Stephen Harper pitched the plan during the 2011 election campaign as "one of our highest priorities" once the budget was balanced. Since then, the Harper government has repeated many times this electoral promise.
But a day after tabling the federal budget, confirming it will be in the black next year, Flaherty raised serious questions about the plan to allow families with children under 18 to split their household income of up to $50,000.
"I'm not sure that overall it benefits our society," Flaherty said in his first post-budget event, saying the policy "needs a very hard analytical look."
He later elaborated. "It's an interesting idea. I'm just one voice. It benefits some parts of the Canadian population a lot. And other parts of the Canadian population virtually not at all," Flaherty told reporters following the event.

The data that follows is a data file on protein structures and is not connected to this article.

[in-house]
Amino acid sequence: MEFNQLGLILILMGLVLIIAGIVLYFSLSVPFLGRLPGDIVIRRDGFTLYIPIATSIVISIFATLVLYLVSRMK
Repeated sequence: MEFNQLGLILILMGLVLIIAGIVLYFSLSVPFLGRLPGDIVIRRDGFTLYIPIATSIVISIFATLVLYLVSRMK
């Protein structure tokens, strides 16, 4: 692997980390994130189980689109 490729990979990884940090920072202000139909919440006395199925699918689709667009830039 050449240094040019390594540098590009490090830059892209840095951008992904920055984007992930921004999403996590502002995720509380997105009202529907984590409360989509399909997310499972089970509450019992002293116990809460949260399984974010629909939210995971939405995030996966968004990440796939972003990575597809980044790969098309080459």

Flaherty is right: an analysis of the $3 billion Mad Men giveaway shows the Conservative plan is skewed heavily in favour of the wealthiest, with the vast majority of families (86%) receiving no benefit at all.
Watch Flaherty expose this Conservative family split: